28 Day Challenge #13: I pledge to ditch polystyrene

Cheap and lightweight, polystyrene (resin code ♸) is very popular in the food and take-away business. This is due to its low cost and insulation properties, particularly after it has been expanded with air bubbles. These qualities have made it one of the most problematic types of plastics when it comes to ocean pollution. So how do you avoid polystyrene?

What can I do?

Although many types of products are made from the different forms of polystyrene, Pledge #13 is focusing on expanded polystyrene, or Styrofoam, food containers, plates and cups, as these are some of the most immediately obvious culprits – and some of the easiest items to switch:

  • Support establishments that do not use polystyrene and rather opt for alternatives to Styrofoam and encourage others to do the same! Ocean Pledge works hard to encourage South African restaurants to move away from Styrofoam and other cheap, hazardous packaging and cutlery alternatives. Always choose to give your hard-earned money to those who are committed to protecting our environment.
  • If you’re planning on getting a take-away meal – consider bringing your own container (it’s always handy to keep a food container and some reusable cutlery in your car for emergency snacking)! Many restaurants are very accommodating and will allow you to bring your own containers for your take out. All you can do is ask. At worst they can say no, and you can then use that as an opportunity to educate them as to why they should not be using Styrofoam.
  • Try to eat in rather than ordering take-aways – healthier and cheaper.
  • If you can – recycle any polystyrene that you are able to.
  • If ordering a product online, consider asking the company what they use as packaging material – there are often great alternatives to polystyrene beans, such as bagasse and moulded paper.

Make your Ocean Pledge to avoid polystyrene today

Why does it matter?

There are many reasons to cut your ties with Styrofoam:

  • Because it is so lightweight, expanded polystyrene easily blows out of bins and landfills into the environment.
  • Polystyrene is often contaminated with food waste, which makes it difficult to recycle and can render other recyclable waste, such as paper, useless if they share a bin.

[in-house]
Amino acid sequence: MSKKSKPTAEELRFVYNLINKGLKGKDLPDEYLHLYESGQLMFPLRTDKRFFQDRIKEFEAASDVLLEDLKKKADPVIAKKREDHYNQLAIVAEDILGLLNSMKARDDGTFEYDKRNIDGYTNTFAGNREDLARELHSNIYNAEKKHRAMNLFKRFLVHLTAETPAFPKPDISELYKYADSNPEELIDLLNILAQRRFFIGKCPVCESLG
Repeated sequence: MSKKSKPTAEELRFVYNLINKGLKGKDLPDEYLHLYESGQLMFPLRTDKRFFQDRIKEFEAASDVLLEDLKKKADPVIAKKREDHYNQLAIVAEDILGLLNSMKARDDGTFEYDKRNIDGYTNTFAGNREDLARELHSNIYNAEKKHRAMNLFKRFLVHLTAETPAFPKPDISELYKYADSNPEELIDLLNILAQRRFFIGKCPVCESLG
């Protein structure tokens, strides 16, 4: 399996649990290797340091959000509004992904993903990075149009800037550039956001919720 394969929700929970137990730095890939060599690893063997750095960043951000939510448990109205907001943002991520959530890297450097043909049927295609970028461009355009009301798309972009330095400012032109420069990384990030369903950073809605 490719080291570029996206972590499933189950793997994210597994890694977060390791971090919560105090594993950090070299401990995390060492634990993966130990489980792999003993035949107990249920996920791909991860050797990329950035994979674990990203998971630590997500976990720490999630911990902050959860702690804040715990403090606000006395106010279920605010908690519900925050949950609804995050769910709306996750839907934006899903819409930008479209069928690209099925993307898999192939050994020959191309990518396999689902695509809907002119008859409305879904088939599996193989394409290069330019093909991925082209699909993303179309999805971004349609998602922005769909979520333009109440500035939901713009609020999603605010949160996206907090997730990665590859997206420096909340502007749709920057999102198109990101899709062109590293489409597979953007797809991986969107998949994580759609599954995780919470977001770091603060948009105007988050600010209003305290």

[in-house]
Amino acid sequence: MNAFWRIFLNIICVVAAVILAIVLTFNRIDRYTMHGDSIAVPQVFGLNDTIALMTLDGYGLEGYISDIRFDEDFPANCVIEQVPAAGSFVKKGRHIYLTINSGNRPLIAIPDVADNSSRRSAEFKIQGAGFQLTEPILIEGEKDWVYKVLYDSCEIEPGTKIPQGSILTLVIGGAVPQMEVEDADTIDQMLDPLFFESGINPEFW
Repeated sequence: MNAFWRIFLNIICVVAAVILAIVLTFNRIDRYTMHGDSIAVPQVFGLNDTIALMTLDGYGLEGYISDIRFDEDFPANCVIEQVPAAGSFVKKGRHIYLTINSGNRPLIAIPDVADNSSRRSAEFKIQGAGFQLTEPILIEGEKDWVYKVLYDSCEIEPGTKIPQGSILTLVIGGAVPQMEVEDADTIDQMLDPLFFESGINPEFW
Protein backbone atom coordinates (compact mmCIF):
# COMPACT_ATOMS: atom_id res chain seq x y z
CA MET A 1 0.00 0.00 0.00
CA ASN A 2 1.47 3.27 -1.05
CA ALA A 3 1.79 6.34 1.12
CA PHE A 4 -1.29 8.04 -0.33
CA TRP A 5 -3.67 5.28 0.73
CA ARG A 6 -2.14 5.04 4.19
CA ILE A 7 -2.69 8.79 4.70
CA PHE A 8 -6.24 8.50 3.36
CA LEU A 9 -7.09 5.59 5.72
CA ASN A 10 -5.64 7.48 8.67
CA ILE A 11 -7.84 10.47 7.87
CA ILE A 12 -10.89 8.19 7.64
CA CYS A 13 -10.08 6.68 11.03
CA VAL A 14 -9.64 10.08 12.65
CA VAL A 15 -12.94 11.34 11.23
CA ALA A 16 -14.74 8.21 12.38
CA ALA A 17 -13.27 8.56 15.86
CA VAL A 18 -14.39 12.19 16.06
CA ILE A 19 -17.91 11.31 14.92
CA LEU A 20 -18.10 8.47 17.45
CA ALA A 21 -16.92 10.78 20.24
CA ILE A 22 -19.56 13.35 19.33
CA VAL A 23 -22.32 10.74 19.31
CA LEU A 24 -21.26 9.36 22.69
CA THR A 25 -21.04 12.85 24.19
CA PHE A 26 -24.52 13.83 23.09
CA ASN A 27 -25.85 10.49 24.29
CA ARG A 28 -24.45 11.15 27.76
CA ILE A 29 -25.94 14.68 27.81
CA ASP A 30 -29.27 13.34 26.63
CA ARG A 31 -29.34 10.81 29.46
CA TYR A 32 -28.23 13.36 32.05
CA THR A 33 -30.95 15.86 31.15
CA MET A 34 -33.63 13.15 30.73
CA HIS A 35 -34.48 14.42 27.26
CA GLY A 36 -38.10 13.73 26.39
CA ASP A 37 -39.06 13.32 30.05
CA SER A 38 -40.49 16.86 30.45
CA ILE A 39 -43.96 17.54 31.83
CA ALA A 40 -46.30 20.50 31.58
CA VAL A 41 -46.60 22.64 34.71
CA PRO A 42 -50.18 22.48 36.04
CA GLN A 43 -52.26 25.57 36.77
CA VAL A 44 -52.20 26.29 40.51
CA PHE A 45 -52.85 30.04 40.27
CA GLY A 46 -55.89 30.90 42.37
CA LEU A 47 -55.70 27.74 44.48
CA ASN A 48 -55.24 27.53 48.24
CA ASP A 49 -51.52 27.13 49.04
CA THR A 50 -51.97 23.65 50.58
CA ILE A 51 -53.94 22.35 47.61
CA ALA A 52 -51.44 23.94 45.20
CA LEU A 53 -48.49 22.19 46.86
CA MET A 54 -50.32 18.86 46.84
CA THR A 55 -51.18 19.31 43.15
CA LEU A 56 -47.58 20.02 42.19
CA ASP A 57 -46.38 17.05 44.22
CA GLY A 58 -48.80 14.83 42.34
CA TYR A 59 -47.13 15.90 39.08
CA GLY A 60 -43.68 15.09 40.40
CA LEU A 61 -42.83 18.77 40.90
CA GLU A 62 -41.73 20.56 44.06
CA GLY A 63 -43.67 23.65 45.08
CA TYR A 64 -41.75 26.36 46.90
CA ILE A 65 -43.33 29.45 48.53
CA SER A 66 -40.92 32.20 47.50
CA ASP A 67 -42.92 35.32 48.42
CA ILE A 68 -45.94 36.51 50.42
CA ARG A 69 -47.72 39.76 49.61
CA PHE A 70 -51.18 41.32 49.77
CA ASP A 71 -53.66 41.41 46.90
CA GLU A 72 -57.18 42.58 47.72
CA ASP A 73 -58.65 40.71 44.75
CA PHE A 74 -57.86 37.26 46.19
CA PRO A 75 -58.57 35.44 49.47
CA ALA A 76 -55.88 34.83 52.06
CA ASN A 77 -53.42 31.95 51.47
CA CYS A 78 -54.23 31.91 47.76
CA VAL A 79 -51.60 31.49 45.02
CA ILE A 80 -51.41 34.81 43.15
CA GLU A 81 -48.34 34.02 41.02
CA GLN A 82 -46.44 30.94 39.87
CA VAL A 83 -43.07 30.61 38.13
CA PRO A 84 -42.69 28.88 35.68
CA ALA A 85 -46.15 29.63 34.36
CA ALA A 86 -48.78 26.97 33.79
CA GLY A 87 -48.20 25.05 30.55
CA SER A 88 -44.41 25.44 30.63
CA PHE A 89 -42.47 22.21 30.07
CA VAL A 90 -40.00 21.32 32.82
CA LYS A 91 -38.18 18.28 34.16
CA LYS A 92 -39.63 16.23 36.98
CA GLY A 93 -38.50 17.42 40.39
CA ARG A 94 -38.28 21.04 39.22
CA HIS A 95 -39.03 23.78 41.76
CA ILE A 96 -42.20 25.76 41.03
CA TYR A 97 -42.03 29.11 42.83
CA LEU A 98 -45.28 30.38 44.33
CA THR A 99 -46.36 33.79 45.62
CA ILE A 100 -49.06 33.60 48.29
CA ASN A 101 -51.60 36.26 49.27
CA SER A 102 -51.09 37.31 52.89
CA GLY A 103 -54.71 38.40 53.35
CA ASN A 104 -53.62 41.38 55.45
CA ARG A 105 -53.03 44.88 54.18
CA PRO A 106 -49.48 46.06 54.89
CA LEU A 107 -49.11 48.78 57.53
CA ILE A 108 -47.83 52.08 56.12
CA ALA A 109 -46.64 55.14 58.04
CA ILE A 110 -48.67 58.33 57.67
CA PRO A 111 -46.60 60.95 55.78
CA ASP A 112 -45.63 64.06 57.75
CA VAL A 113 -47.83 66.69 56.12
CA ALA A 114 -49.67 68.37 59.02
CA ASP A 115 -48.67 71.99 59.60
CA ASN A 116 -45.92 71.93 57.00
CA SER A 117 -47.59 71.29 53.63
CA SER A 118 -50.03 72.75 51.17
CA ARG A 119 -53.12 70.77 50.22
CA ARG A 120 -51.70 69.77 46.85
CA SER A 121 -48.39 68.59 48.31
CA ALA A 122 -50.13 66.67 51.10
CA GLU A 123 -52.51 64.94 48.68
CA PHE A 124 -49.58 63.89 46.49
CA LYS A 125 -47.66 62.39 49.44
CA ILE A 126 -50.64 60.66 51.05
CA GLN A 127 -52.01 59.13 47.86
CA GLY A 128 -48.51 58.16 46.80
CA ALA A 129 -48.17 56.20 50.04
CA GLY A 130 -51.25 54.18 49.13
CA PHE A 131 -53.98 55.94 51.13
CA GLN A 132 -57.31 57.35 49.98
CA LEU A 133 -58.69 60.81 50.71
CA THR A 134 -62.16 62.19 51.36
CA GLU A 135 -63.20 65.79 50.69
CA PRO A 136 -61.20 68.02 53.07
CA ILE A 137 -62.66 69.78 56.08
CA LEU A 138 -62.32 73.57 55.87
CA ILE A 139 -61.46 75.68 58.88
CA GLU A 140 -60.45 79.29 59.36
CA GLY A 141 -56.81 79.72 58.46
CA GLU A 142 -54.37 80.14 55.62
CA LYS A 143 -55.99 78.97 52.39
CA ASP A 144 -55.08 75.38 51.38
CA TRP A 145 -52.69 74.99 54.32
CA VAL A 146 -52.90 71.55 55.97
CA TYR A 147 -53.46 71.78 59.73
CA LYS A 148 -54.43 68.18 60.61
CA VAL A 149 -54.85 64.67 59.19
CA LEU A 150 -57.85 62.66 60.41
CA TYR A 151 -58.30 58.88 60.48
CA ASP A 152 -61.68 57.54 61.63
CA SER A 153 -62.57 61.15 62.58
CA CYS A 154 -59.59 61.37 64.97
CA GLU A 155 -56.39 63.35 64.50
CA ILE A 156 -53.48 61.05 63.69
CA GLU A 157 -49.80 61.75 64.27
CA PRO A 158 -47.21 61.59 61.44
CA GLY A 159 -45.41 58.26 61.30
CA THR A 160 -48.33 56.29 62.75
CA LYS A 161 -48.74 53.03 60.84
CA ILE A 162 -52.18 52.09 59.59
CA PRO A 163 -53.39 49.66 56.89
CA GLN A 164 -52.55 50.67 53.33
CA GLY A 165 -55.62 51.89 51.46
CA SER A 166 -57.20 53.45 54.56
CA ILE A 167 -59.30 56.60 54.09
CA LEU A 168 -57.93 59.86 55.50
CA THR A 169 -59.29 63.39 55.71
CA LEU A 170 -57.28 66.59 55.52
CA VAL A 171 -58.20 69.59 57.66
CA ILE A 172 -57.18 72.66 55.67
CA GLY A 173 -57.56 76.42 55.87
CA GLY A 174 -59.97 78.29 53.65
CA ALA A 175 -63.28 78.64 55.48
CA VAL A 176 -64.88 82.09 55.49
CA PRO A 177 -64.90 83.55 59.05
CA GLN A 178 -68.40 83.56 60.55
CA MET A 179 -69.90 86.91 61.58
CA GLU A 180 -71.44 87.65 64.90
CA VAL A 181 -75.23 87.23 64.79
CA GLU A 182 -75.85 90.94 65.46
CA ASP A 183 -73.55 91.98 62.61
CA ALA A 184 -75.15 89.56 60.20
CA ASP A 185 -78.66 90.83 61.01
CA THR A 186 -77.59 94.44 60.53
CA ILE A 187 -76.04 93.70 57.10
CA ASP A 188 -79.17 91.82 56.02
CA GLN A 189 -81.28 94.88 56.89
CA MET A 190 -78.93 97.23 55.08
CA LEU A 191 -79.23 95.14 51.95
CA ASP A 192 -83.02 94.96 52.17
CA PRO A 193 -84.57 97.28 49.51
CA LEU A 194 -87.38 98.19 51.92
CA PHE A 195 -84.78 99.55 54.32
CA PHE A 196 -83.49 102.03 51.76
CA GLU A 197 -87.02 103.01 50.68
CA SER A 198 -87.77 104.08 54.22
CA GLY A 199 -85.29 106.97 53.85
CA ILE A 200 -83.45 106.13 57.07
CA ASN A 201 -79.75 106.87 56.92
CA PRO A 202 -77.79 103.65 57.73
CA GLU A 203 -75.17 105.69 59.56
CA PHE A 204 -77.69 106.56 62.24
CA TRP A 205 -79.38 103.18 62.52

• Once in the environment, expanded polystyrene crumbles quickly and is a difficult item to pick up at cleanups.
  • Despite its use as a food container, the chemical “styrene” which is the building block of polystyrene, has been linked to endocrine disruption and cancer in humans and appears to be a risk to all organisms.
  • Unlike other plastic industries which use small pellets called nurdles to make products, polystyrene requires the transport of large volumes of liquid styrene, which can and has spilled into the environment and is a hazard.
Polystyrene quickly breaks up into small pieces, making it incredibly difficult to retrieve once it enters the environment. Credit: lynnepet [CC BY-NC-ND 2.0]

Myth-busting: Can polystyrene be recycled?

Despite the common belief that polystyrene cannot be recycled, it actually can be. It’s just that because of its low density, food contamination and low value it is rarely done. However, in South Africa, certain areas do have this option of recycling available, thanks to recycling programmes by Polystyrene SA which can compress it 50x – making it viable to resell. Recycled polystyrene is used to make picture frames, hangers, lightweight building materials, decking and pots. It’s not a bad option if available – but the risks mentioned earlier still apply.

If your plastic has this resin code, you’ll need to check if it can actually be recycled locally! Credit: Heartlover1717 [CC BY-NC-ND 2.0]

Who can I follow?

One Capetonian woman has invented remarkable edible bowls as an alternative to Styrofoam. You can now eat your way to plastic freedom!

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